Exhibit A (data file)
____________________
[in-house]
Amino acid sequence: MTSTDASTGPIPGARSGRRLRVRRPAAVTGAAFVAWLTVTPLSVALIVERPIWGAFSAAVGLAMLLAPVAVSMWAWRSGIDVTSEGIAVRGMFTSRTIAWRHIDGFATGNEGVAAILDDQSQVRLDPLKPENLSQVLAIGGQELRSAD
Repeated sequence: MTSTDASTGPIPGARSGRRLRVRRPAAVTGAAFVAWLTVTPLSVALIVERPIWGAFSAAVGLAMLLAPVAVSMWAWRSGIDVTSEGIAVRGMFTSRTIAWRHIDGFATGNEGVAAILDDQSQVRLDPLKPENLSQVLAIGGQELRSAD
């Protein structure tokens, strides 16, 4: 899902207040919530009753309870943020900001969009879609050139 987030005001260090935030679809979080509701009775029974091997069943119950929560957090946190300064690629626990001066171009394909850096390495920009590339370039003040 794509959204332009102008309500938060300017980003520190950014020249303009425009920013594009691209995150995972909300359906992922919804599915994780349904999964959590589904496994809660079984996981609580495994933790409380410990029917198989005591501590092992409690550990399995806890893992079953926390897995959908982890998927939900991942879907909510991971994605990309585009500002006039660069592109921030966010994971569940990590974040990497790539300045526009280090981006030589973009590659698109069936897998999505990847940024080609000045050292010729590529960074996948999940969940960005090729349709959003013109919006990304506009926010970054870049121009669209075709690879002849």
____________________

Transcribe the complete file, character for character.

[in-house]
Amino acid sequence: MTSTDASTGPIPGARSGRRLRVRRPAAVTGAAFVAWLTVTPLSVALIVERPIWGAFSAAVGLAMLLAPVAVSMWAWRSGIDVTSEGIAVRGMFTSRTIAWRHIDGFATGNEGVAAILDDQSQVRLDPLKPENLSQVLAIGGQELRSAD
Repeated sequence: MTSTDASTGPIPGARSGRRLRVRRPAAVTGAAFVAWLTVTPLSVALIVERPIWGAFSAAVGLAMLLAPVAVSMWAWRSGIDVTSEGIAVRGMFTSRTIAWRHIDGFATGNEGVAAILDDQSQVRLDPLKPENLSQVLAIGGQELRSAD
């Protein structure tokens, strides 16, 4: 899902207040919530009753309870943020900001969009879609050139 987030005001260090935030679809979080509701009775029974091997069943119950929560957090946190300064690629626990001066171009394909850096390495920009590339370039003040 794509959204332009102008309500938060300017980003520190950014020249303009425009920013594009691209995150995972909300359906992922919804599915994780349904999964959590589904496994809660079984996981609580495994933790409380410990029917198989005591501590092992409690550990399995806890893992079953926390897995959908982890998927939900991942879907909510991971994605990309585009500002006039660069592109921030966010994971569940990590974040990497790539300045526009280090981006030589973009590659698109069936897998999505990847940024080609000045050292010729590529960074996948999940969940960005090729349709959003013109919006990304506009926010970054870049121009669209075709690879002849």